Protecting Your Data in the Cloud Part I

So you’re going to put your data in the cloud at a trusted data center? That’s exciting news! You’re going to save money on internal server operators, physical equipment and more – not to mention that you’re going to free up all kinds of space at your office for pretty much whatever you need to put there.

That means everything is just super for your business now (superb, even). Oh, but what about security? Is all of your data going to be safe and sound when it’s floating around up there in the cloud? There’s a good chance that if you’re a business of any sort that at least a portion of your data is what you would consider “sensitive.” Maybe it’s personal or financial customer information. Maybe it’s trade secrets. Or maybe it’s just private internal data that nobody outside of your company has any business looking at.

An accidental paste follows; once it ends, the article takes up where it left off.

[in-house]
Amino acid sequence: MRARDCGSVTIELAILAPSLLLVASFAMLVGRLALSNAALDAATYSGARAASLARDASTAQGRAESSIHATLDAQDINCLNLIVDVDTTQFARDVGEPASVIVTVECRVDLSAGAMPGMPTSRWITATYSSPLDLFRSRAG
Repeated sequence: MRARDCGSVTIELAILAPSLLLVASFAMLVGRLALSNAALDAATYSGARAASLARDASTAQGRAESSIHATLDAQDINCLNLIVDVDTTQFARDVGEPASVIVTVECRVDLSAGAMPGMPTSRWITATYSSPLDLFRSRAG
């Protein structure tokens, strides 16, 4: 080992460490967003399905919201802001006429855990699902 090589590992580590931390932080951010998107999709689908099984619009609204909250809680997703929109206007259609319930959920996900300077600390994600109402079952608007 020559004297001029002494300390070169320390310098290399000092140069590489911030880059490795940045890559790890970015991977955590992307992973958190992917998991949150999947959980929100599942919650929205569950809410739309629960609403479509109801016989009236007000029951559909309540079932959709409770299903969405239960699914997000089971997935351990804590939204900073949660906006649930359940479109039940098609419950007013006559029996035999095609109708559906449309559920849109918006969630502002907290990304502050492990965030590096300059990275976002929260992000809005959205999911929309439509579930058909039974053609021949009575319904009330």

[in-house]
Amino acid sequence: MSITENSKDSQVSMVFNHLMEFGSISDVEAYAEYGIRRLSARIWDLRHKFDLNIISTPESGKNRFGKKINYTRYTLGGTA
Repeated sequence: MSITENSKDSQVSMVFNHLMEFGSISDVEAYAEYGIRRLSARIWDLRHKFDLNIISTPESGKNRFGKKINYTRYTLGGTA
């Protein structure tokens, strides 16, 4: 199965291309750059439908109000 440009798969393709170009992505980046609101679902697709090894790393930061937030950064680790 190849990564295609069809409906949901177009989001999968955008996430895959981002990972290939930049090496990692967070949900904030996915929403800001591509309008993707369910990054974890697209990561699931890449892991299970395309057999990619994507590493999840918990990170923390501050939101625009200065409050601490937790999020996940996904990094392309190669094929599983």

It certainly can be kept safe, but don’t just assume that it will be. There’s an old saying that when you assume you make a certain unpleasant something out of you and me. So don’t do that. Instead, read on to find out how your data can and should be protected when it’s remotely stored in cloud servers.

What Happens to My Data When It’s in the Cloud?

The basics of how it all works are pretty darn simple, even if you’re not your company’s IT director or CIO. Data center providers know that everyone in your organization needs to be able to store and retrieve data from their servers, so they’ve made it easy enough for anyone to do so. When you get set up with the cloud, you’ll find a folder on your PC or Mac for it. Anything you drop into it will float up and away into the wonderful, magical, fluffy land of clouds. Ahem, rather, it will be safely and conveniently stored in a server in a remote data center ready to be accessed whenever you or anyone else who has access to the folder needs it.